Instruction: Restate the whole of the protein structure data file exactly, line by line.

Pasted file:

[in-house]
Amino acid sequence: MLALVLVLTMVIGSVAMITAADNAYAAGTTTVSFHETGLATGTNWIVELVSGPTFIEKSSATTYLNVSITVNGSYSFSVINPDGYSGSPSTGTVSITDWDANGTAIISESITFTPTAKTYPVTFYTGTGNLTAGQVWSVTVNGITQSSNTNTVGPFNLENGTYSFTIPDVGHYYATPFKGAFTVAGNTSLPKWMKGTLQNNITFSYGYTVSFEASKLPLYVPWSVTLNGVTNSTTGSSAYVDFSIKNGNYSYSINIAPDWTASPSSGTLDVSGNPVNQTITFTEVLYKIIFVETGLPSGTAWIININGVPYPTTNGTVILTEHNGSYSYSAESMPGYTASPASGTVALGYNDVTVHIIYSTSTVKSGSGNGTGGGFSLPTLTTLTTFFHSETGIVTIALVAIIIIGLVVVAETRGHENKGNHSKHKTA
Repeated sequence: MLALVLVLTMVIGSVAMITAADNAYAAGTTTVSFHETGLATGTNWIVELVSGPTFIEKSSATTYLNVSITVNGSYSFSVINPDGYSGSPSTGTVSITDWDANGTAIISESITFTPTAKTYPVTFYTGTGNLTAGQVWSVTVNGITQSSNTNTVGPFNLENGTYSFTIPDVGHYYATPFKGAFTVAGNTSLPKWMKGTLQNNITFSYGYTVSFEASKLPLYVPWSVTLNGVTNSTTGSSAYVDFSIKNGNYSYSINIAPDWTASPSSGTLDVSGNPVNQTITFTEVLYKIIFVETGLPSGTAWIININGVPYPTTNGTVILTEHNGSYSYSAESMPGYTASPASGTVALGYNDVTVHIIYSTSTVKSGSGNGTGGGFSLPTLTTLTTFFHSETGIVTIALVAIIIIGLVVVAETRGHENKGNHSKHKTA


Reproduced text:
[in-house]
Amino acid sequence: MLALVLVLTMVIGSVAMITAADNAYAAGTTTVSFHETGLATGTNWIVELVSGPTFIEKSSATTYLNVSITVNGSYSFSVINPDGYSGSPSTGTVSITDWDANGTAIISESITFTPTAKTYPVTFYTGTGNLTAGQVWSVTVNGITQSSNTNTVGPFNLENGTYSFTIPDVGHYYATPFKGAFTVAGNTSLPKWMKGTLQNNITFSYGYTVSFEASKLPLYVPWSVTLNGVTNSTTGSSAYVDFSIKNGNYSYSINIAPDWTASPSSGTLDVSGNPVNQTITFTEVLYKIIFVETGLPSGTAWIININGVPYPTTNGTVILTEHNGSYSYSAESMPGYTASPASGTVALGYNDVTVHIIYSTSTVKSGSGNGTGGGFSLPTLTTLTTFFHSETGIVTIALVAIIIIGLVVVAETRGHENKGNHSKHKTA
Repeated sequence: MLALVLVLTMVIGSVAMITAADNAYAAGTTTVSFHETGLATGTNWIVELVSGPTFIEKSSATTYLNVSITVNGSYSFSVINPDGYSGSPSTGTVSITDWDANGTAIISESITFTPTAKTYPVTFYTGTGNLTAGQVWSVTVNGITQSSNTNTVGPFNLENGTYSFTIPDVGHYYATPFKGAFTVAGNTSLPKWMKGTLQNNITFSYGYTVSFEASKLPLYVPWSVTLNGVTNSTTGSSAYVDFSIKNGNYSYSINIAPDWTASPSSGTLDVSGNPVNQTITFTEVLYKIIFVETGLPSGTAWIININGVPYPTTNGTVILTEHNGSYSYSAESMPGYTASPASGTVALGYNDVTVHIIYSTSTVKSGSGNGTGGGFSLPTLTTLTTFFHSETGIVTIALVAIIIIGLVVVAETRGHENKGNHSKHKTA